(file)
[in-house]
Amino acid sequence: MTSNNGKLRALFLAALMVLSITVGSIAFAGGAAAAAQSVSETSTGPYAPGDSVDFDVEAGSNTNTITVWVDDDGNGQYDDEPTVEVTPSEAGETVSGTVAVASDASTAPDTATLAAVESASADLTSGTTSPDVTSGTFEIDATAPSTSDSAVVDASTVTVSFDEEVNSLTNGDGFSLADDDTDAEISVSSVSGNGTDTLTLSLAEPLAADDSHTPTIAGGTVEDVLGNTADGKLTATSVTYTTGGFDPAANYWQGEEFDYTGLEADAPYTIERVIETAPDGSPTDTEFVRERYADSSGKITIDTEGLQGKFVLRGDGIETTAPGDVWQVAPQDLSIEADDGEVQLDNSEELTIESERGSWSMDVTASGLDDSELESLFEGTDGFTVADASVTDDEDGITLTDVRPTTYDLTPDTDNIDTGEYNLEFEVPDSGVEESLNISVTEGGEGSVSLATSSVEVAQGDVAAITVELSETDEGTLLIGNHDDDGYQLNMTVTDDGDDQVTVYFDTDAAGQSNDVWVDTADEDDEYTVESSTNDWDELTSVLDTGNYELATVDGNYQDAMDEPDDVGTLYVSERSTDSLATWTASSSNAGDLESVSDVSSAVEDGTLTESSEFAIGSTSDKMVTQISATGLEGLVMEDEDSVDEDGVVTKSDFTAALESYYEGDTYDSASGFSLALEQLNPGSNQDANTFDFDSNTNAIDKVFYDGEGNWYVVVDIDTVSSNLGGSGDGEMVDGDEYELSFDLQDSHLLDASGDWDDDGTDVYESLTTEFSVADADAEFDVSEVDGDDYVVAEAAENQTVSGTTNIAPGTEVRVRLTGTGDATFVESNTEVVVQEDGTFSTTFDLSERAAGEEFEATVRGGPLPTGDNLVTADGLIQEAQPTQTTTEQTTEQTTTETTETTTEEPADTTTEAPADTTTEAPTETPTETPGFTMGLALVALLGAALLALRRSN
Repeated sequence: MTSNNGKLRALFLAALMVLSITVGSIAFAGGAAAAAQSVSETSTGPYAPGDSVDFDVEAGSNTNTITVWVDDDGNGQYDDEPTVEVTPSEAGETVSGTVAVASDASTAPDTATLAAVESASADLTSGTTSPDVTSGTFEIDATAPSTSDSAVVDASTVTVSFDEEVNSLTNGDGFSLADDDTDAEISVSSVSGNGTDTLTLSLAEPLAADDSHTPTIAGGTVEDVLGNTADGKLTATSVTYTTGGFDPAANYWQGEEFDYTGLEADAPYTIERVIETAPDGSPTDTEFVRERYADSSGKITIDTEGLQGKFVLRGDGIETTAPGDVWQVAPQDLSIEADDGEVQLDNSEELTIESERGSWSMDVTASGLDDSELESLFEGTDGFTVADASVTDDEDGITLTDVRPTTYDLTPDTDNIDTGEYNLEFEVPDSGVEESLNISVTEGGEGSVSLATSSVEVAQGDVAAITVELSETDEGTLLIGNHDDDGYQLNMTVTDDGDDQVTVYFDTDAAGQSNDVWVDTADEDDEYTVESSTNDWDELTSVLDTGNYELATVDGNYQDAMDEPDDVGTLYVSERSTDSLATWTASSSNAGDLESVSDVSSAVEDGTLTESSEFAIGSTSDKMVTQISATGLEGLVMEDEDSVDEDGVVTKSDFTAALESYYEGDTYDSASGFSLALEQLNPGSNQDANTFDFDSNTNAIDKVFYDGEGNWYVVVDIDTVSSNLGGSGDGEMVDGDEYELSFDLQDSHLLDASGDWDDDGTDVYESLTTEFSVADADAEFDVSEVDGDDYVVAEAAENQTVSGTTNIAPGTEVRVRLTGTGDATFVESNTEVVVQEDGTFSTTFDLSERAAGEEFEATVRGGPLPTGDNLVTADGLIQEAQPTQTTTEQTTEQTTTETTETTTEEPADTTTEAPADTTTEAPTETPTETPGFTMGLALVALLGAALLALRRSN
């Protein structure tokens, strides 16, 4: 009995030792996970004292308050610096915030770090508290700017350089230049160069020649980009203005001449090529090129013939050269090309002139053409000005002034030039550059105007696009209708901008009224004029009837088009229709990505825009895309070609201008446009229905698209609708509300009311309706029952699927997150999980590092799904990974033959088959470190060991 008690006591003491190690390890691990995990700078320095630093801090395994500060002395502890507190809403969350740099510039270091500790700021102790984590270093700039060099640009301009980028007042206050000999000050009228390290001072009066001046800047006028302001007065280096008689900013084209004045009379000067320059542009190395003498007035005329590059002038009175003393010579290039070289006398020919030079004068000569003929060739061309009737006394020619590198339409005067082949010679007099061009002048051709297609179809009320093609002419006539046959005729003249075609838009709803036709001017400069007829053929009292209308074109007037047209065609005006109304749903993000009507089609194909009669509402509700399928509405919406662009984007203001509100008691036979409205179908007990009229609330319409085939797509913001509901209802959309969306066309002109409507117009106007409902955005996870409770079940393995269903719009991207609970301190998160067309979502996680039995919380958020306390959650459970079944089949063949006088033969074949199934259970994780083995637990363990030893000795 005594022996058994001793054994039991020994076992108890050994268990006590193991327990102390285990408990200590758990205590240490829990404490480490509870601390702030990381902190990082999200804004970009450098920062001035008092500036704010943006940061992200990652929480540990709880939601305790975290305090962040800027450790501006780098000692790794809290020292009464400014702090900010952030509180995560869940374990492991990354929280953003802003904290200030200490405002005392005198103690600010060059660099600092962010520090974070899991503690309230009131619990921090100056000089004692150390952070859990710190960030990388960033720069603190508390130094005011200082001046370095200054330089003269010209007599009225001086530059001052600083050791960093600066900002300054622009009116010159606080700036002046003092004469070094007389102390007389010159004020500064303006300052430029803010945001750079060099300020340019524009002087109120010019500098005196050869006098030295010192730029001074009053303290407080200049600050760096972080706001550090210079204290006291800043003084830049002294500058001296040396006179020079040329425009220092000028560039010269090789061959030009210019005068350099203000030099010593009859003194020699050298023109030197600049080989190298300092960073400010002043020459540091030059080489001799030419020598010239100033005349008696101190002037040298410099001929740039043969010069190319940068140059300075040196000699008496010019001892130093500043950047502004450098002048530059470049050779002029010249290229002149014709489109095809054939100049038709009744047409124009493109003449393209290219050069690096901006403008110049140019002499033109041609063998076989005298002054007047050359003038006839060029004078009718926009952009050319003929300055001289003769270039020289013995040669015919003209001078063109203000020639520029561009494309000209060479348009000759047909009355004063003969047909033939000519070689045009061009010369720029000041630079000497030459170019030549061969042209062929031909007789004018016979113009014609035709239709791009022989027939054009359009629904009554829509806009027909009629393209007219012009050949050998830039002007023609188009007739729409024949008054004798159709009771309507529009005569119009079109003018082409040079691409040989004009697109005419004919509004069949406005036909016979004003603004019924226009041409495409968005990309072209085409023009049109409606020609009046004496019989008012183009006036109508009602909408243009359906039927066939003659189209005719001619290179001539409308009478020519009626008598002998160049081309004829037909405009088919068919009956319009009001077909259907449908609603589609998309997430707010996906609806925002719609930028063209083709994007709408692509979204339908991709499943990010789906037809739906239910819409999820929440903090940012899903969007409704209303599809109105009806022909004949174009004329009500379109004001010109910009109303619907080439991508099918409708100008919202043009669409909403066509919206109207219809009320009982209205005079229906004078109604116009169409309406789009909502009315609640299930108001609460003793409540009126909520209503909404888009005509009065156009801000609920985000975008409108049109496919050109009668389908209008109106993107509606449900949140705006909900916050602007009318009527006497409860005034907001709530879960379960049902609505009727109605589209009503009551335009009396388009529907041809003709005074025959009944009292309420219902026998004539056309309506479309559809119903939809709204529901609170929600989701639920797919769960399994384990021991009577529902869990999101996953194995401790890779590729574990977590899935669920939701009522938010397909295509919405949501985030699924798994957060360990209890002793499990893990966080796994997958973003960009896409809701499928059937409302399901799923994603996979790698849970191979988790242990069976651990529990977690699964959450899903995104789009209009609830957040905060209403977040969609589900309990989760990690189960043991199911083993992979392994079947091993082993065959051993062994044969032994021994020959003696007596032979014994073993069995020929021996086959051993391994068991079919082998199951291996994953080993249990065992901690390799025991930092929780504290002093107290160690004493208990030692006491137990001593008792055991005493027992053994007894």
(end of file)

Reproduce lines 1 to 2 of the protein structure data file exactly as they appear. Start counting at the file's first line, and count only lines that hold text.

[in-house]
Amino acid sequence: MTSNNGKLRALFLAALMVLSITVGSIAFAGGAAAAAQSVSETSTGPYAPGDSVDFDVEAGSNTNTITVWVDDDGNGQYDDEPTVEVTPSEAGETVSGTVAVASDASTAPDTATLAAVESASADLTSGTTSPDVTSGTFEIDATAPSTSDSAVVDASTVTVSFDEEVNSLTNGDGFSLADDDTDAEISVSSVSGNGTDTLTLSLAEPLAADDSHTPTIAGGTVEDVLGNTADGKLTATSVTYTTGGFDPAANYWQGEEFDYTGLEADAPYTIERVIETAPDGSPTDTEFVRERYADSSGKITIDTEGLQGKFVLRGDGIETTAPGDVWQVAPQDLSIEADDGEVQLDNSEELTIESERGSWSMDVTASGLDDSELESLFEGTDGFTVADASVTDDEDGITLTDVRPTTYDLTPDTDNIDTGEYNLEFEVPDSGVEESLNISVTEGGEGSVSLATSSVEVAQGDVAAITVELSETDEGTLLIGNHDDDGYQLNMTVTDDGDDQVTVYFDTDAAGQSNDVWVDTADEDDEYTVESSTNDWDELTSVLDTGNYELATVDGNYQDAMDEPDDVGTLYVSERSTDSLATWTASSSNAGDLESVSDVSSAVEDGTLTESSEFAIGSTSDKMVTQISATGLEGLVMEDEDSVDEDGVVTKSDFTAALESYYEGDTYDSASGFSLALEQLNPGSNQDANTFDFDSNTNAIDKVFYDGEGNWYVVVDIDTVSSNLGGSGDGEMVDGDEYELSFDLQDSHLLDASGDWDDDGTDVYESLTTEFSVADADAEFDVSEVDGDDYVVAEAAENQTVSGTTNIAPGTEVRVRLTGTGDATFVESNTEVVVQEDGTFSTTFDLSERAAGEEFEATVRGGPLPTGDNLVTADGLIQEAQPTQTTTEQTTEQTTTETTETTTEEPADTTTEAPADTTTEAPTETPTETPGFTMGLALVALLGAALLALRRSN